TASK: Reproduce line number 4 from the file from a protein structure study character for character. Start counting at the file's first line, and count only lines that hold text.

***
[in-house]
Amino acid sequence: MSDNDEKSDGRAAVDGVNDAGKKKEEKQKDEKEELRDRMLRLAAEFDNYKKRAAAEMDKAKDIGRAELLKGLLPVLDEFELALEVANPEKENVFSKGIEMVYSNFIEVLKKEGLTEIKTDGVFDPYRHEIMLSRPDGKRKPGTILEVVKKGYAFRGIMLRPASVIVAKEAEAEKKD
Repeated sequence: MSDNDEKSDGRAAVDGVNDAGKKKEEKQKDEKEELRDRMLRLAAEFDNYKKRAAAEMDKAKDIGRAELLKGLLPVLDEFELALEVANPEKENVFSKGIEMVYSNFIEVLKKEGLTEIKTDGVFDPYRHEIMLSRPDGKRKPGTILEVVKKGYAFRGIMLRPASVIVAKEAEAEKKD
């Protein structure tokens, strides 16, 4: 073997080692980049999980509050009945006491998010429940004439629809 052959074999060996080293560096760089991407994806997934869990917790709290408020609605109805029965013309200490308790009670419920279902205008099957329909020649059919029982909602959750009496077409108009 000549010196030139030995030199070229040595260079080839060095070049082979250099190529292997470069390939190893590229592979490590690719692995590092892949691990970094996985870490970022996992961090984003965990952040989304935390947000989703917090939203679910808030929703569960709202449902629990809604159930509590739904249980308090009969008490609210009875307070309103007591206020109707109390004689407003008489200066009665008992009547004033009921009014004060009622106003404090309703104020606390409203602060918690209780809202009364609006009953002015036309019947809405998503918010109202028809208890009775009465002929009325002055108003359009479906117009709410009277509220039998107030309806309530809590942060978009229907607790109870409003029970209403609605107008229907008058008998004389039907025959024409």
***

């Protein structure tokens, strides 16, 4: 073997080692980049999980509050009945006491998010429940004439629809 052959074999060996080293560096760089991407994806997934869990917790709290408020609605109805029965013309200490308790009670419920279902205008099957329909020649059919029982909602959750009496077409108009 000549010196030139030995030199070229040595260079080839060095070049082979250099190529292997470069390939190893590229592979490590690719692995590092892949691990970094996985870490970022996992961090984003965990952040989304935390947000989703917090939203679910808030929703569960709202449902629990809604159930509590739904249980308090009969008490609210009875307070309103007591206020109707109390004689407003008489200066009665008992009547004033009921009014004060009622106003404090309703104020606390409203602060918690209780809202009364609006009953002015036309019947809405998503918010109202028809208890009775009465002929009325002055108003359009479906117009709410009277509220039998107030309806309530809590942060978009229907607790109870409003029970209403609605107008229907008058008998004389039907025959024409």